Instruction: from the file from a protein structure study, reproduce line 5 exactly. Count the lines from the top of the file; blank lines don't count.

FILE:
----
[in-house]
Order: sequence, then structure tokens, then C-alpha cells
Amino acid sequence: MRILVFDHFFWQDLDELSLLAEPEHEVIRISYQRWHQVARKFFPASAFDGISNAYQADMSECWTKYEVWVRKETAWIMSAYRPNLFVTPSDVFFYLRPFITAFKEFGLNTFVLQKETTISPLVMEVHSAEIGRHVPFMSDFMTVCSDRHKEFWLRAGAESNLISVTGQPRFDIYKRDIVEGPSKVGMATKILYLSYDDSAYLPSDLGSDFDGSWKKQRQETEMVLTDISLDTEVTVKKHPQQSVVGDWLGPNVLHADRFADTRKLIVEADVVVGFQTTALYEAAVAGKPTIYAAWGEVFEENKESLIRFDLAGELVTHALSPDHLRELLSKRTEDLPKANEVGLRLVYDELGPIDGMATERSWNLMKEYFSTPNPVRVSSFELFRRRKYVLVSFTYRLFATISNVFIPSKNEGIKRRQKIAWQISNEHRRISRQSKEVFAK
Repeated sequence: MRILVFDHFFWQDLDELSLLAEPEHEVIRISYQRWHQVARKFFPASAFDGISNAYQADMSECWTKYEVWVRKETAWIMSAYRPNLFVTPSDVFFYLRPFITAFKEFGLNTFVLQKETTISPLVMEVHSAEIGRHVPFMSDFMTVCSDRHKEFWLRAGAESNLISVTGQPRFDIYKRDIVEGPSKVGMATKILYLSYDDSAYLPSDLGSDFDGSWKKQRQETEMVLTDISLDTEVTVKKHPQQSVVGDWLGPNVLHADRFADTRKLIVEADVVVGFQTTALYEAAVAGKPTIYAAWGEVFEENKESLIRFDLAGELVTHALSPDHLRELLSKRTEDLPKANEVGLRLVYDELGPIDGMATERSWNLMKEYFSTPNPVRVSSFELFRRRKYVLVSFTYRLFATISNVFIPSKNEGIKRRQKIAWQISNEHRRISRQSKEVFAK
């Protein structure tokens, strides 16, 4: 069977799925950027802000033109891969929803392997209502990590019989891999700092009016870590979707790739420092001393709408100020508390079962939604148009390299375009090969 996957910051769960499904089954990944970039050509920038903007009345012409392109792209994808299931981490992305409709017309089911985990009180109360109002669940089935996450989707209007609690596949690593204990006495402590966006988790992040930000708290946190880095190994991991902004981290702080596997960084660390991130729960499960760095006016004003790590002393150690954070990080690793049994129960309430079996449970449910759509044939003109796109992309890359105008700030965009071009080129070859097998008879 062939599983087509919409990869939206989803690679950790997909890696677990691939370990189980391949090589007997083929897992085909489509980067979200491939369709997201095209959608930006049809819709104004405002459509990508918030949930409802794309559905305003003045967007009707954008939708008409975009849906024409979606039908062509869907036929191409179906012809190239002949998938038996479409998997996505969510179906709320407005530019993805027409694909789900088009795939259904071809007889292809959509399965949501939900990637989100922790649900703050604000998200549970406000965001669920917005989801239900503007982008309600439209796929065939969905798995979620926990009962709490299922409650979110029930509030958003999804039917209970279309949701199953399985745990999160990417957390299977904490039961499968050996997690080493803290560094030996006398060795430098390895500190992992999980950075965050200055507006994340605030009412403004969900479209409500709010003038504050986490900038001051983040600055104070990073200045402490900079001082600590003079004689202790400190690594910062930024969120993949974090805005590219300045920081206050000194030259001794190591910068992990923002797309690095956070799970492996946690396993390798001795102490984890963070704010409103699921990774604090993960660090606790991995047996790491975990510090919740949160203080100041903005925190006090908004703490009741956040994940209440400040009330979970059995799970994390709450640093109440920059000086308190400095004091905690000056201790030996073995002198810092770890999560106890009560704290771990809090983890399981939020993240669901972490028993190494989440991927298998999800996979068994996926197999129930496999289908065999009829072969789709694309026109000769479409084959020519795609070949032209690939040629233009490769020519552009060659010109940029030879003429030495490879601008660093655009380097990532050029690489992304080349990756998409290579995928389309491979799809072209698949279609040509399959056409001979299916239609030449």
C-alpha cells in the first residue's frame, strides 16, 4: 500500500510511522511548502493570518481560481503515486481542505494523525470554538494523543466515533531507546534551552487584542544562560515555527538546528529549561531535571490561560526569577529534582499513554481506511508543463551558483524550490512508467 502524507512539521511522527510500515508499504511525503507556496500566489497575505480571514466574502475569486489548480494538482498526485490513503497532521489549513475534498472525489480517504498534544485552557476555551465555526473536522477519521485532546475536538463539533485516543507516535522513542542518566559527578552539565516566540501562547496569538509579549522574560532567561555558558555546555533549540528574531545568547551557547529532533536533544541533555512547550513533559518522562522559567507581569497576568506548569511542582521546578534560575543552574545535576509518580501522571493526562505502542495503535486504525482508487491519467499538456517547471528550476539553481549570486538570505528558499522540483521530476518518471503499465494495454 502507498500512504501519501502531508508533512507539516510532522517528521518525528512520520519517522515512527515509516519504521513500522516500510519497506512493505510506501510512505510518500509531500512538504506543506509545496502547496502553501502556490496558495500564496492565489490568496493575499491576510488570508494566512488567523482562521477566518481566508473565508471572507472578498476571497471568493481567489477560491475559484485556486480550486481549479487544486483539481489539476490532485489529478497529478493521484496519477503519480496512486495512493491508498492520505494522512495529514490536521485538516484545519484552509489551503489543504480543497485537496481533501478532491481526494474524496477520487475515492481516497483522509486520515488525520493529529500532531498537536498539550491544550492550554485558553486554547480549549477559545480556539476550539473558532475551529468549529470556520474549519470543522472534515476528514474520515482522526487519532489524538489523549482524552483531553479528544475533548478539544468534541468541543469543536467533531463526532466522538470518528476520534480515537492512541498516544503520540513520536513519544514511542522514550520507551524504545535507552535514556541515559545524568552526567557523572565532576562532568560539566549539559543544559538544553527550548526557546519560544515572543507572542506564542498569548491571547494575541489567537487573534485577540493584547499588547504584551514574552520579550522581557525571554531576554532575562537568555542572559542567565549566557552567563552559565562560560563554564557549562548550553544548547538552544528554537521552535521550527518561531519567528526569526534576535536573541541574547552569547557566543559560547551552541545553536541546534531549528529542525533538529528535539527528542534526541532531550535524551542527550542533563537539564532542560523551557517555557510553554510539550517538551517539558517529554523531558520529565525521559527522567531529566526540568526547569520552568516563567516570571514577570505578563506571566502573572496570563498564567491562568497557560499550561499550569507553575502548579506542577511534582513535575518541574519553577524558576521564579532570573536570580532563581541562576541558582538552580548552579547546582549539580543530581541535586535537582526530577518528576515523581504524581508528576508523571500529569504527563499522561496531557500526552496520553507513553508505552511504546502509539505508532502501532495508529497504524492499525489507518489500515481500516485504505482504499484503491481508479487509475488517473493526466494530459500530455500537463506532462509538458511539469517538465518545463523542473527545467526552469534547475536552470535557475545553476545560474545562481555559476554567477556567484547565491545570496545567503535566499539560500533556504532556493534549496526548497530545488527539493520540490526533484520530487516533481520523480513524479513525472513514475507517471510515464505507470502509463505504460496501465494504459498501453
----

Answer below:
């Protein structure tokens, strides 16, 4: 069977799925950027802000033109891969929803392997209502990590019989891999700092009016870590979707790739420092001393709408100020508390079962939604148009390299375009090969 996957910051769960499904089954990944970039050509920038903007009345012409392109792209994808299931981490992305409709017309089911985990009180109360109002669940089935996450989707209007609690596949690593204990006495402590966006988790992040930000708290946190880095190994991991902004981290702080596997960084660390991130729960499960760095006016004003790590002393150690954070990080690793049994129960309430079996449970449910759509044939003109796109992309890359105008700030965009071009080129070859097998008879 062939599983087509919409990869939206989803690679950790997909890696677990691939370990189980391949090589007997083929897992085909489509980067979200491939369709997201095209959608930006049809819709104004405002459509990508918030949930409802794309559905305003003045967007009707954008939708008409975009849906024409979606039908062509869907036929191409179906012809190239002949998938038996479409998997996505969510179906709320407005530019993805027409694909789900088009795939259904071809007889292809959509399965949501939900990637989100922790649900703050604000998200549970406000965001669920917005989801239900503007982008309600439209796929065939969905798995979620926990009962709490299922409650979110029930509030958003999804039917209970279309949701199953399985745990999160990417957390299977904490039961499968050996997690080493803290560094030996006398060795430098390895500190992992999980950075965050200055507006994340605030009412403004969900479209409500709010003038504050986490900038001051983040600055104070990073200045402490900079001082600590003079004689202790400190690594910062930024969120993949974090805005590219300045920081206050000194030259001794190591910068992990923002797309690095956070799970492996946690396993390798001795102490984890963070704010409103699921990774604090993960660090606790991995047996790491975990510090919740949160203080100041903005925190006090908004703490009741956040994940209440400040009330979970059995799970994390709450640093109440920059000086308190400095004091905690000056201790030996073995002198810092770890999560106890009560704290771990809090983890399981939020993240669901972490028993190494989440991927298998999800996979068994996926197999129930496999289908065999009829072969789709694309026109000769479409084959020519795609070949032209690939040629233009490769020519552009060659010109940029030879003429030495490879601008660093655009380097990532050029690489992304080349990756998409290579995928389309491979799809072209698949279609040509399959056409001979299916239609030449």